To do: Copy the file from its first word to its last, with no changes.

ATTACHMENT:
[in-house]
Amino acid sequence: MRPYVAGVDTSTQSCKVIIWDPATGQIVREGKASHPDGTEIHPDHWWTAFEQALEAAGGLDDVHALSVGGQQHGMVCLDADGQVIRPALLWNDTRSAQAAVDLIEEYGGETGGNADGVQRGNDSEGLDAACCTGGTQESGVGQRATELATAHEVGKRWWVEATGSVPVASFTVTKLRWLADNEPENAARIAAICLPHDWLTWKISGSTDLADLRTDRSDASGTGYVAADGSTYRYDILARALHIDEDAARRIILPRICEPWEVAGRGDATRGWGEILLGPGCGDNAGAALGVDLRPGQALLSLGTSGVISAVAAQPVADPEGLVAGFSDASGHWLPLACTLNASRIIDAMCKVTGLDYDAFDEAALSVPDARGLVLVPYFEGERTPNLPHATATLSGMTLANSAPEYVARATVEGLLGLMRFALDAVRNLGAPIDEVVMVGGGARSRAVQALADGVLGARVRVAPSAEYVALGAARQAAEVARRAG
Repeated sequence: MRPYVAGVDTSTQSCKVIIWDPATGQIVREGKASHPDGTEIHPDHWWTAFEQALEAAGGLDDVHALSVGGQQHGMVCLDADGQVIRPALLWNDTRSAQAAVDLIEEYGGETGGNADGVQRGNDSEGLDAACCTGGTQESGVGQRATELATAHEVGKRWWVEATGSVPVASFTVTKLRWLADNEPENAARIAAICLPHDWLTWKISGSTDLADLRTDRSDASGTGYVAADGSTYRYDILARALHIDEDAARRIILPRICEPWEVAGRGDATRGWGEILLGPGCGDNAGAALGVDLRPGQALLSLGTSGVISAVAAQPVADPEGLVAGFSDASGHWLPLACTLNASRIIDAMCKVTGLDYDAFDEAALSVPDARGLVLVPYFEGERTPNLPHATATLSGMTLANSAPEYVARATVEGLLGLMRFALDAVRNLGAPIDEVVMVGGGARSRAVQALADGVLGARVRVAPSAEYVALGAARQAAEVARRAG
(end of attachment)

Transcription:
[in-house]
Amino acid sequence: MRPYVAGVDTSTQSCKVIIWDPATGQIVREGKASHPDGTEIHPDHWWTAFEQALEAAGGLDDVHALSVGGQQHGMVCLDADGQVIRPALLWNDTRSAQAAVDLIEEYGGETGGNADGVQRGNDSEGLDAACCTGGTQESGVGQRATELATAHEVGKRWWVEATGSVPVASFTVTKLRWLADNEPENAARIAAICLPHDWLTWKISGSTDLADLRTDRSDASGTGYVAADGSTYRYDILARALHIDEDAARRIILPRICEPWEVAGRGDATRGWGEILLGPGCGDNAGAALGVDLRPGQALLSLGTSGVISAVAAQPVADPEGLVAGFSDASGHWLPLACTLNASRIIDAMCKVTGLDYDAFDEAALSVPDARGLVLVPYFEGERTPNLPHATATLSGMTLANSAPEYVARATVEGLLGLMRFALDAVRNLGAPIDEVVMVGGGARSRAVQALADGVLGARVRVAPSAEYVALGAARQAAEVARRAG
Repeated sequence: MRPYVAGVDTSTQSCKVIIWDPATGQIVREGKASHPDGTEIHPDHWWTAFEQALEAAGGLDDVHALSVGGQQHGMVCLDADGQVIRPALLWNDTRSAQAAVDLIEEYGGETGGNADGVQRGNDSEGLDAACCTGGTQESGVGQRATELATAHEVGKRWWVEATGSVPVASFTVTKLRWLADNEPENAARIAAICLPHDWLTWKISGSTDLADLRTDRSDASGTGYVAADGSTYRYDILARALHIDEDAARRIILPRICEPWEVAGRGDATRGWGEILLGPGCGDNAGAALGVDLRPGQALLSLGTSGVISAVAAQPVADPEGLVAGFSDASGHWLPLACTLNASRIIDAMCKVTGLDYDAFDEAALSVPDARGLVLVPYFEGERTPNLPHATATLSGMTLANSAPEYVARATVEGLLGLMRFALDAVRNLGAPIDEVVMVGGGARSRAVQALADGVLGARVRVAPSAEYVALGAARQAAEVARRAG